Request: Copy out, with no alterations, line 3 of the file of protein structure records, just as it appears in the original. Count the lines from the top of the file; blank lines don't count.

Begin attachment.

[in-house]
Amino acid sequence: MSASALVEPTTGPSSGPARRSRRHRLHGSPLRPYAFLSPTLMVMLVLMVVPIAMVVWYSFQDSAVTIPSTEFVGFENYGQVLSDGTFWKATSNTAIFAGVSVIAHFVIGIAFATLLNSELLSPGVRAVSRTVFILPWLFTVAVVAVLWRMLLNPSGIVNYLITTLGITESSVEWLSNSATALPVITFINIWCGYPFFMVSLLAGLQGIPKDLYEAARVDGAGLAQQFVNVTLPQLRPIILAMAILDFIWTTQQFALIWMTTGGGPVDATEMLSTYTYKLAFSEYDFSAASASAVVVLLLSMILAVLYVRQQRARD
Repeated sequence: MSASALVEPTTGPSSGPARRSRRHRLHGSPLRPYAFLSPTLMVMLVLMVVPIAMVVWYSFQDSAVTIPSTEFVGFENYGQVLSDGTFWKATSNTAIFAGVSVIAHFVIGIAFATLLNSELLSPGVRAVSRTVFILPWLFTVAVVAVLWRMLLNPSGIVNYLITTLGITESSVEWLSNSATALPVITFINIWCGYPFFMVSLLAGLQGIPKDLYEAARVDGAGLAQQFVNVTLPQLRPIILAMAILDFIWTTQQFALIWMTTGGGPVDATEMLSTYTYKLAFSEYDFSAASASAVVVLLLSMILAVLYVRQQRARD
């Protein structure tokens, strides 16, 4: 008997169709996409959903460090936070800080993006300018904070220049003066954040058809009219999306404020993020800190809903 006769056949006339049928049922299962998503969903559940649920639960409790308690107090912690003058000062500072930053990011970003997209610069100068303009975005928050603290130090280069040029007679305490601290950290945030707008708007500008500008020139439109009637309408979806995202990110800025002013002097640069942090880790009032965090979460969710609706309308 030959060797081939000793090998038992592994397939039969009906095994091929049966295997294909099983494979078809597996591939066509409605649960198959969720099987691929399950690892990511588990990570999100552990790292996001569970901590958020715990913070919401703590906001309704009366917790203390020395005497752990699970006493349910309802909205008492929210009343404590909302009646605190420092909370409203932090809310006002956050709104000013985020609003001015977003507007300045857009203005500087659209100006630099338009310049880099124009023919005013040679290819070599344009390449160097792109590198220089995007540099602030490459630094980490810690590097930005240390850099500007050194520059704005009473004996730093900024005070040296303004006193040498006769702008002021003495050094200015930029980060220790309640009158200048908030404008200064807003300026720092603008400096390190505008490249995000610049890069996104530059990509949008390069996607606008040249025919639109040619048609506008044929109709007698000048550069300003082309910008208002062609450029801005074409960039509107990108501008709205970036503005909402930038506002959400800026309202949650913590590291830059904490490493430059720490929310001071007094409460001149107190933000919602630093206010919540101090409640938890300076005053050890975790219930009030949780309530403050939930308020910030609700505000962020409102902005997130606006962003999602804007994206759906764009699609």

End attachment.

Repeated sequence: MSASALVEPTTGPSSGPARRSRRHRLHGSPLRPYAFLSPTLMVMLVLMVVPIAMVVWYSFQDSAVTIPSTEFVGFENYGQVLSDGTFWKATSNTAIFAGVSVIAHFVIGIAFATLLNSELLSPGVRAVSRTVFILPWLFTVAVVAVLWRMLLNPSGIVNYLITTLGITESSVEWLSNSATALPVITFINIWCGYPFFMVSLLAGLQGIPKDLYEAARVDGAGLAQQFVNVTLPQLRPIILAMAILDFIWTTQQFALIWMTTGGGPVDATEMLSTYTYKLAFSEYDFSAASASAVVVLLLSMILAVLYVRQQRARD